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Sept. 11 probably isn’t the easiest day for an entertainer to take the stage, but Taylor Hicks says he’s excited about any date that finds him performing on the Gulf Coast.

“I’m really excited about getting back down there,” the singer says of his upcoming appearance Friday at Beau Rivage Resort & Casino in Biloxi. (Tickets for the 8 p.m. show in the Beau Rivage Theatre are $19.95 and up. Call 1-888-566-7469 for information or to order.)

“There’s a lot of significance to that date,” Hicks says. “I think I will handle it differently.”

One obvious place to turn: “Nineteen,” a song about a young man who gives up life as a budding football star to join the Marines after the attacks of Sept. 11, 2001.

He’s the boy next door/ He might have carried your bags at the grocery store/ He’s somebody’s son in a hole with a gun in a foreign land/ Tryin’ to hold on to his American dream at nineteen

The song is one of the stronger tracks on “The Distance,” the independent album Hicks released in March. Friday’s show will be Hicks’ first appearance on the Gulf Coast since “The Distance” came out — so, needless to say, he’s looking forward to seeing fans and old friends from the days before he rocketed to fame by winning “American Idol.”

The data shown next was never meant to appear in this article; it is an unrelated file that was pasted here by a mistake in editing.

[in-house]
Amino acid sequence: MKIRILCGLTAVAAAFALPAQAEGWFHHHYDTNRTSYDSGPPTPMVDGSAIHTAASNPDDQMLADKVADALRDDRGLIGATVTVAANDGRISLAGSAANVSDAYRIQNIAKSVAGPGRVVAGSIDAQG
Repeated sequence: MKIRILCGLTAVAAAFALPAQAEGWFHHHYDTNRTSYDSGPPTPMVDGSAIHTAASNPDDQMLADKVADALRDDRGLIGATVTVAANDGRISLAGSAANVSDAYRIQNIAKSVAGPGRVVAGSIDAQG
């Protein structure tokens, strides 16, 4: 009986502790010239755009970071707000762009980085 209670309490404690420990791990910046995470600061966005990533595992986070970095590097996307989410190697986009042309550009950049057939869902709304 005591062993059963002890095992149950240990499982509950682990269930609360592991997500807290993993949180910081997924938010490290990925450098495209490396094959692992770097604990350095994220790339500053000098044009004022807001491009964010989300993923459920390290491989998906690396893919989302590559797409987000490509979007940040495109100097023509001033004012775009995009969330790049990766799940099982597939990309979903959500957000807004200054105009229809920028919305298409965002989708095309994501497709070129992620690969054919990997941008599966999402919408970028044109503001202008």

His goal on “The Distance” was to deliver variety, and he says that’s true of his live shows as well.

So, while tunes like “Nineteen” and the album’s title track have a somber feel, there’s also plenty of good-time music. Hicks says fans have taken particularly well to “Seven Mile Breakdown,” a song with a rough-and-ready roadhouse feel.

For him, he says, it’s a throwback to the days when he paid his dues in bars,
restaurants and nightclubs in Baldwin County and the Florida Panhandle.

Curiously enough, he says, the song has gotten some play on country stations.

“I’m new to the format,” he says, but it’s an avenue he might explore further on his next album.

For now, Hicks continues to live a double life. He continues to star as Teen Angel in a touring production of “Grease,” working in concerts along the way. This makes for a sometimes grueling schedule. Friday’s show in Mississippi, for example, is a one-night detour smack in the middle of a “Grease” run in Houston.

“If you’re willing to work 24 hours, somehow in this business there’s an opportunity to do it,” he says.

Note: “Grease” runs in Houston until Sept. 20, then moves to the Birmingham-Jefferson Civic Center for shows Sept. 22-27. Hicks will perform music concerts at Birmingham’s Workplay Theatre Sept. 25 and 26; according to Hicks’ site, the Sept. 25 show is sold out.


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